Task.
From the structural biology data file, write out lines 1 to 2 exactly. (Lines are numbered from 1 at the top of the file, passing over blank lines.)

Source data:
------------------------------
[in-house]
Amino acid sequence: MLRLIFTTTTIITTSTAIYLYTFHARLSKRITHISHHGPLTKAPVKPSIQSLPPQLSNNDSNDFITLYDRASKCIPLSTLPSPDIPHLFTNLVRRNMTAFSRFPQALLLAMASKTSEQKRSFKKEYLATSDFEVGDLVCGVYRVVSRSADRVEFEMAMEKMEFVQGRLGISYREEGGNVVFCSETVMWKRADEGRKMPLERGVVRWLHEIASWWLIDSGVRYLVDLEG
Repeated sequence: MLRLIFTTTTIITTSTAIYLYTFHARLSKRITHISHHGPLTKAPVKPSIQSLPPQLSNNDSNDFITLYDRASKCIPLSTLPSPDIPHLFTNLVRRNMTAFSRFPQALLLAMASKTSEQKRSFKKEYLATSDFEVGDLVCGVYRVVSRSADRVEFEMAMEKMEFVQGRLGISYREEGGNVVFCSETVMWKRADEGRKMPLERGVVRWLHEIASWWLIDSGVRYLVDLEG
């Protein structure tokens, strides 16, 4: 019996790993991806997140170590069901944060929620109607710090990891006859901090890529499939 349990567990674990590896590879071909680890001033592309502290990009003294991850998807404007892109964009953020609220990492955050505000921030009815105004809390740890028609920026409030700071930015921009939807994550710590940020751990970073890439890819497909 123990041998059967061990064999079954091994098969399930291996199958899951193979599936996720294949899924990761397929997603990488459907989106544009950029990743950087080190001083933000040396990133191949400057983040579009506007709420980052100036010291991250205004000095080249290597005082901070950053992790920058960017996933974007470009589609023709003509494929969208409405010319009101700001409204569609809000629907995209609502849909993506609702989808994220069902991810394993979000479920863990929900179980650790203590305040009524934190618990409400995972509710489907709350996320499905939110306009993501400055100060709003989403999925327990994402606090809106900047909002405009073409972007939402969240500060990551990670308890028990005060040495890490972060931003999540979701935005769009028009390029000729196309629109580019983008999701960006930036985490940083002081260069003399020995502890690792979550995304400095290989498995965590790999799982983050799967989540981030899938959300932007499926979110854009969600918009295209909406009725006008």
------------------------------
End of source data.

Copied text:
[in-house]
Amino acid sequence: MLRLIFTTTTIITTSTAIYLYTFHARLSKRITHISHHGPLTKAPVKPSIQSLPPQLSNNDSNDFITLYDRASKCIPLSTLPSPDIPHLFTNLVRRNMTAFSRFPQALLLAMASKTSEQKRSFKKEYLATSDFEVGDLVCGVYRVVSRSADRVEFEMAMEKMEFVQGRLGISYREEGGNVVFCSETVMWKRADEGRKMPLERGVVRWLHEIASWWLIDSGVRYLVDLEG